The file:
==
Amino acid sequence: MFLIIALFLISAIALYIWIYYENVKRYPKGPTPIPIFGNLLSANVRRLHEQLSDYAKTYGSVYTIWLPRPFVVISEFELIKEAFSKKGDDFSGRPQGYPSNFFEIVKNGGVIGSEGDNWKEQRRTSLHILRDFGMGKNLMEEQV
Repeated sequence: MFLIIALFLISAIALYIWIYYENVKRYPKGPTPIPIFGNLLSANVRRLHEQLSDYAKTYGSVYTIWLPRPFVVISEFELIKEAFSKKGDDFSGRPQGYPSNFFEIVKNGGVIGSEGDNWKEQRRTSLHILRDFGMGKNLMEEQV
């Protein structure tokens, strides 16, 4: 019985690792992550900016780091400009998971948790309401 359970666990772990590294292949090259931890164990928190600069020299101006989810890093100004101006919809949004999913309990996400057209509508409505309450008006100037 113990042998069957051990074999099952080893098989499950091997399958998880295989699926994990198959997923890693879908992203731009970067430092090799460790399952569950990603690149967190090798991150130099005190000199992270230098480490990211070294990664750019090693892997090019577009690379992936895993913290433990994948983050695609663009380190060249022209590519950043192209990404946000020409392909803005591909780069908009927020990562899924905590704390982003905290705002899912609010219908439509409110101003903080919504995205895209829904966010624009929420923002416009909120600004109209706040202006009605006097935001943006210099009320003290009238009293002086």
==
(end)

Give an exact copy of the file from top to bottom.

Amino acid sequence: MFLIIALFLISAIALYIWIYYENVKRYPKGPTPIPIFGNLLSANVRRLHEQLSDYAKTYGSVYTIWLPRPFVVISEFELIKEAFSKKGDDFSGRPQGYPSNFFEIVKNGGVIGSEGDNWKEQRRTSLHILRDFGMGKNLMEEQV
Repeated sequence: MFLIIALFLISAIALYIWIYYENVKRYPKGPTPIPIFGNLLSANVRRLHEQLSDYAKTYGSVYTIWLPRPFVVISEFELIKEAFSKKGDDFSGRPQGYPSNFFEIVKNGGVIGSEGDNWKEQRRTSLHILRDFGMGKNLMEEQV
């Protein structure tokens, strides 16, 4: 019985690792992550900016780091400009998971948790309401 359970666990772990590294292949090259931890164990928190600069020299101006989810890093100004101006919809949004999913309990996400057209509508409505309450008006100037 113990042998069957051990074999099952080893098989499950091997399958998880295989699926994990198959997923890693879908992203731009970067430092090799460790399952569950990603690149967190090798991150130099005190000199992270230098480490990211070294990664750019090693892997090019577009690379992936895993913290433990994948983050695609663009380190060249022209590519950043192209990404946000020409392909803005591909780069908009927020990562899924905590704390982003905290705002899912609010219908439509409110101003903080919504995205895209829904966010624009929420923002416009909120600004109209706040202006009605006097935001943006210099009320003290009238009293002086």